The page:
Among Penguins is the delightful story of a young birder who spent an Antarctican summer studying 250,000 Adelie penguins, sleeping in a tent with access to a primitive hut for cooking and sheltering from occasional 100 mph winds, and going without vegetables or showers for three months.
The book is an unpretentious mix of stories about the penguins, from the lonely not-dark-enough bachelor to their nasty habits of stealing each other’s nest pebbles (the accoutrements of penguins’ nests being limited!), mostly funny stories about the primitive living conditions (although we get just too many descriptions of the difficulties of keeping proper toilet habits when it’s -20 outside), and stories of how science really works. I particularly liked the science stories, including how to set up an automated weighing station to weigh penguins before and after their fishing trips at see and how to count, manually, 250,000 penguins. Science is not all glory and pretty graphs!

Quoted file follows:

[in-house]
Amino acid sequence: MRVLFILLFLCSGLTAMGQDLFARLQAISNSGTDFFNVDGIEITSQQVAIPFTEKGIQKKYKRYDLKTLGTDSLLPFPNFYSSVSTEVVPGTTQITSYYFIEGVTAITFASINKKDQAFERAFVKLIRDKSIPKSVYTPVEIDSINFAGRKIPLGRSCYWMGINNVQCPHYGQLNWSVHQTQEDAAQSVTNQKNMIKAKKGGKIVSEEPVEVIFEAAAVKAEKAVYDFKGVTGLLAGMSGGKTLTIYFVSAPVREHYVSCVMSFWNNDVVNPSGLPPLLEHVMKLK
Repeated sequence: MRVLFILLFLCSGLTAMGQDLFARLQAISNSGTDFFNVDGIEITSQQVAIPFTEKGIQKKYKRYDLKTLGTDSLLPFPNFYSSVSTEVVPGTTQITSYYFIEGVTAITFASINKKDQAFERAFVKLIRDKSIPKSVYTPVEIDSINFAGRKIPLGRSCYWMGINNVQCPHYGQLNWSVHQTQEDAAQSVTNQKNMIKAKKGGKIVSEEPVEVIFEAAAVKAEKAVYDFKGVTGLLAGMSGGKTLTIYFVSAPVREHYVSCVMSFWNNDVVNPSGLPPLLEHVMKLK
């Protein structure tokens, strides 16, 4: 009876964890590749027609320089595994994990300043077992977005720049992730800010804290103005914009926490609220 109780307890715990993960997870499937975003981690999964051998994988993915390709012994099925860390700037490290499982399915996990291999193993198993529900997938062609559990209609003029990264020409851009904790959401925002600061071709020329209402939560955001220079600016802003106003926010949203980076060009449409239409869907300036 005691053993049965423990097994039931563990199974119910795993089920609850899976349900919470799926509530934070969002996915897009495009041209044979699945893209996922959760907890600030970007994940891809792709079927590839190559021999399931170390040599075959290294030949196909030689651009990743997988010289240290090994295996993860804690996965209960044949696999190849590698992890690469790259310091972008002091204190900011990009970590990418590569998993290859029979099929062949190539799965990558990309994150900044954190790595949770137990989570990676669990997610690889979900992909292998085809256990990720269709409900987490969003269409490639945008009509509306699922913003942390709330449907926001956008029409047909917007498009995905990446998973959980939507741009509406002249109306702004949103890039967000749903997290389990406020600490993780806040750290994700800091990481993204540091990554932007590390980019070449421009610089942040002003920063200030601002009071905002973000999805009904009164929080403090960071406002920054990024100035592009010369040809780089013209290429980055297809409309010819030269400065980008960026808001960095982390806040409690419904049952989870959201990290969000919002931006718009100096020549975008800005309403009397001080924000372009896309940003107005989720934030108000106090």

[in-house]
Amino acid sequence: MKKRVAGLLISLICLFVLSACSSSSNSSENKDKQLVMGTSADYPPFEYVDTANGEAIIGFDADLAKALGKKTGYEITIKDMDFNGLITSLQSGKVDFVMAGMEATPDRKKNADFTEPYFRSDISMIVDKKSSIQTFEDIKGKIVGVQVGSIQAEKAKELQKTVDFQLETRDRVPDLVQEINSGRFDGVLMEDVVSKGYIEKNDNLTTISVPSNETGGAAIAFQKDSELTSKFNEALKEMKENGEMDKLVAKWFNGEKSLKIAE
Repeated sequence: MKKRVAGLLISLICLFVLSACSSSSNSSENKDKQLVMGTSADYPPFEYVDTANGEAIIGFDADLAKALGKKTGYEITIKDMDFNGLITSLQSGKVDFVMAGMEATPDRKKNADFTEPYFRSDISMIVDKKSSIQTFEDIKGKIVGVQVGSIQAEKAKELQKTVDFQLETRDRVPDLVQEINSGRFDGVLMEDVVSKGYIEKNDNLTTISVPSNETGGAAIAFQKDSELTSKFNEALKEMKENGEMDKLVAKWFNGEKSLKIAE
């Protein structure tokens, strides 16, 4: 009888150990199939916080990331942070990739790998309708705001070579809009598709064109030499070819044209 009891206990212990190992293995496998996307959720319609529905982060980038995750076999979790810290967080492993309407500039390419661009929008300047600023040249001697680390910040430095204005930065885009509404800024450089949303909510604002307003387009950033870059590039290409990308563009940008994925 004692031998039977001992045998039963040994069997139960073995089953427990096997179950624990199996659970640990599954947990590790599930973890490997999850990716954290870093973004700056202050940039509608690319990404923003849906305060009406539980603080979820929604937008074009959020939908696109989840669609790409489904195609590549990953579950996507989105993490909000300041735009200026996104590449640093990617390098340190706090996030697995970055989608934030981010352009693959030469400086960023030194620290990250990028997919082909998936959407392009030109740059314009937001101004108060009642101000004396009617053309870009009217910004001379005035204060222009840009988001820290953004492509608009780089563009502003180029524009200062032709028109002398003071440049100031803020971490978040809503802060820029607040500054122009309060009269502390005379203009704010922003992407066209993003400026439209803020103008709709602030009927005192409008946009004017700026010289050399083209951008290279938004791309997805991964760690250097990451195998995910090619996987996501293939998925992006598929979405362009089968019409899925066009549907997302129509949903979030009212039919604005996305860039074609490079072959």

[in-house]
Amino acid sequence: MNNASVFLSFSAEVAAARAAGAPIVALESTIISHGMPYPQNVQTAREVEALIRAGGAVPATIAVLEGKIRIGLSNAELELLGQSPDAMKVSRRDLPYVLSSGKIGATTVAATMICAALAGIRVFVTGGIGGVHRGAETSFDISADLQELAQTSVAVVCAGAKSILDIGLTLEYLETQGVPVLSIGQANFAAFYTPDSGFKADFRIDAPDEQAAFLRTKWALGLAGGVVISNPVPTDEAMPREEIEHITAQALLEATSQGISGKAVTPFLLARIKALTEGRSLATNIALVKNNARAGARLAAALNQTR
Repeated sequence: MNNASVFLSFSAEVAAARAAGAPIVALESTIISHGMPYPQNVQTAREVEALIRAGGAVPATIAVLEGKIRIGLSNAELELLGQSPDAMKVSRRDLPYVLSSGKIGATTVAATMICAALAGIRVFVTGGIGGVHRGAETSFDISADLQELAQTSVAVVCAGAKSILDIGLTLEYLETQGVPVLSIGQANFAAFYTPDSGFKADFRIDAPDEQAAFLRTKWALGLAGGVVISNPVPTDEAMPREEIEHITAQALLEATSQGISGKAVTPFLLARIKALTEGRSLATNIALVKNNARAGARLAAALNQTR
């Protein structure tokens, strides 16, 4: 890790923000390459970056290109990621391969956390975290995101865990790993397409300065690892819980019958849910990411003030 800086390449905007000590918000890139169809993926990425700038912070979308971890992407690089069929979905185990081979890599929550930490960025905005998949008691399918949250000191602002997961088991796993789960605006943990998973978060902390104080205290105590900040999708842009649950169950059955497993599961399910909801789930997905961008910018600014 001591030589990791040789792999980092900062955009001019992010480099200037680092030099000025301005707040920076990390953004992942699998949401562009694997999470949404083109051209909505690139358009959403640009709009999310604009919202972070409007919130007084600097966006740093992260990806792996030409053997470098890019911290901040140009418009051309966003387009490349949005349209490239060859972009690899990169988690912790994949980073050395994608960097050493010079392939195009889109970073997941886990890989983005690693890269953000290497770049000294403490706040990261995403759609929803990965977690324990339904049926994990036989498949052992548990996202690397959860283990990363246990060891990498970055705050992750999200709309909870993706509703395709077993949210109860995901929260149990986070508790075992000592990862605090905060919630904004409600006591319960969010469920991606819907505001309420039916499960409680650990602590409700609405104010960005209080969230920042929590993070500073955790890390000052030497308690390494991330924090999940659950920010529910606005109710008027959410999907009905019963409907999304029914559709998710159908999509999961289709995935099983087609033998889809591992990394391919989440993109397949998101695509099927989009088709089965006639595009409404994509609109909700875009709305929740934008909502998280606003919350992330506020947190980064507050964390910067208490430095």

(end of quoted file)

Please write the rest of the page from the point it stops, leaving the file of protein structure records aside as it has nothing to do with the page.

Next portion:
The prose can be a little basic at times, but this unpretentious book is fun.